Best 7 Fourteeners to Climb in the Fall

Most people hang up their hiking boots in the fall and wait to climb 14ers until the following spring or summer. However, this is a spectacular time of year to hike and explore the mountains if you know what you are doing. Not all peaks are good options for fall. Some trailheads close due to snow and add miles to the route, while others have significant avalanche risk overhead. Yet there are fourteeners to climb in the fall that are safe, accessible, and much less crowded than during the summer. Here are the seven best options when considering fourteeners to climb in the fall.

1. Quandary Peak - East Ridge

Pro’s: Most accessible and most likely to have a boot track up to the summit
Con’s: Busiest peak on the list, and you’ve likely already done it

Quandry Peak is the most accessible and safe fourteener to climb in the fall. The parking reservation system ends after September 30th, making it more affordable and easier to plan a last-minute trip. You will need to park at the lower trailhead, but it only adds about five minutes of walking, and the route is likely to have a track cleared even if there is already snow. You’re also unlikely to be alone, so this is a good option if you don’t plan to bring a buddy.

Click here to read the route guide.

Mt Yale Route Guide

2. Mount Yale

Pro’s: Very accessible trailhead, it never closes in winter
Con’s: You may need to forge a trail in snow – Greater route-finding difficulty

Mount Yale is similar to Quandary in that the avalanche risk is limited until there is heavy snowfall, and the trailhead is extremely accessible throughout the fall months. Mount Yale is one of my favorite peaks in the fall, and is a good training choice if you are planning more difficult hikes or climbs in the winter or the coming spring. It is a solid choice among the fourteeners to climb in the fall.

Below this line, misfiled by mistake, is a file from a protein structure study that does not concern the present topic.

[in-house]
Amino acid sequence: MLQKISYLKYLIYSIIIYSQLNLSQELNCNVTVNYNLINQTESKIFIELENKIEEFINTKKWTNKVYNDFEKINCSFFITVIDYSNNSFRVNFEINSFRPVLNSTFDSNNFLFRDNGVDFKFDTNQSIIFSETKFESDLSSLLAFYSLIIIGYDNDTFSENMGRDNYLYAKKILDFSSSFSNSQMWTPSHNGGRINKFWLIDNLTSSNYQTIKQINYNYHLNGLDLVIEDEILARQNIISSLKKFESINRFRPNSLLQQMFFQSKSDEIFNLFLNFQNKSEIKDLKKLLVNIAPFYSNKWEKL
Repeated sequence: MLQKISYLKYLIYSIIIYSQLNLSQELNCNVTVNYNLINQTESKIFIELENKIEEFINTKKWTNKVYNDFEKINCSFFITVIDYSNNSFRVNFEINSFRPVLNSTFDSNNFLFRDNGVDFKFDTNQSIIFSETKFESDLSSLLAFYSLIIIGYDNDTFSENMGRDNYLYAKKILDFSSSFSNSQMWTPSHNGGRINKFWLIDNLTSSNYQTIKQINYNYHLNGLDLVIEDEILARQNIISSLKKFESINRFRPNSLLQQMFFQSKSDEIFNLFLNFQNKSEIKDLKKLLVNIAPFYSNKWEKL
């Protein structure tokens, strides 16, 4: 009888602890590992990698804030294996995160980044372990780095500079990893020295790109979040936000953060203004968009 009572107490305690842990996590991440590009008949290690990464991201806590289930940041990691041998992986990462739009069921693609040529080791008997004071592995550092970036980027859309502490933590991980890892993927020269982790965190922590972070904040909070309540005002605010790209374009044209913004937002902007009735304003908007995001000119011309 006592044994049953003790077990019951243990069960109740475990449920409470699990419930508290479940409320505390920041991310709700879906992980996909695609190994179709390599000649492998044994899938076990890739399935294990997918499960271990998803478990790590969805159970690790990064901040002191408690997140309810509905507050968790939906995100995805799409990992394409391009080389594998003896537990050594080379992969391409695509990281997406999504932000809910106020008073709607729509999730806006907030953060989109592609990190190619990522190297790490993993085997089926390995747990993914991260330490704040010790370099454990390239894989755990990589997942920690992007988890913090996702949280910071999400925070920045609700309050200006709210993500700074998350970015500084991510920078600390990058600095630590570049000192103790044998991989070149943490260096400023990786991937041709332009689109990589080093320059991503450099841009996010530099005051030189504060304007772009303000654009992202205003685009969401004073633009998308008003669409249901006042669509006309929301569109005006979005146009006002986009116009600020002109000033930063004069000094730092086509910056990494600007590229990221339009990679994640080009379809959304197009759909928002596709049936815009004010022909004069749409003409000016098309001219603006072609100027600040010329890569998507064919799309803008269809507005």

Click here to read the route guide.

3. Mount Belford & Mount Oxford

Pro’s: Great fall colors, quiet trail
Con’s: Trailhead closes after first major snowfall – adds 3 miles

While the road to the Missouri Gulch trailhead does eventually close each winter following the first significant snowfall, it is also overflowing with aspen tress that make it spectacular during the peak autumn season. This is a good option for early fall when the leaves are changing, but I would avoid it later in the fall unless you want to add three miles roundtrip to your climb. The area is full of dispersed camping options too if you want to make a weekend of it before it gets much colder.

Click here to read the route guide.

4. La Plata Peak

Pro’s: spectacular fall colors, accessible trailhead never closes.
Con’s: trail includes avalanche danger, avoid it after the first major snowfall.

La Plata Peak’s trailhead is open all year, so this is a good option for both autumn and winter. However, the standard route proper has significant avalanche risk along the lower section of the trail, which requires a bit of a re-route once significant snow has fallen. This makes the route harder to navigate and increases the class difficulty to 2+. I would only attempt La Plata in winter conditions if you already have a good deal of backcountry experience.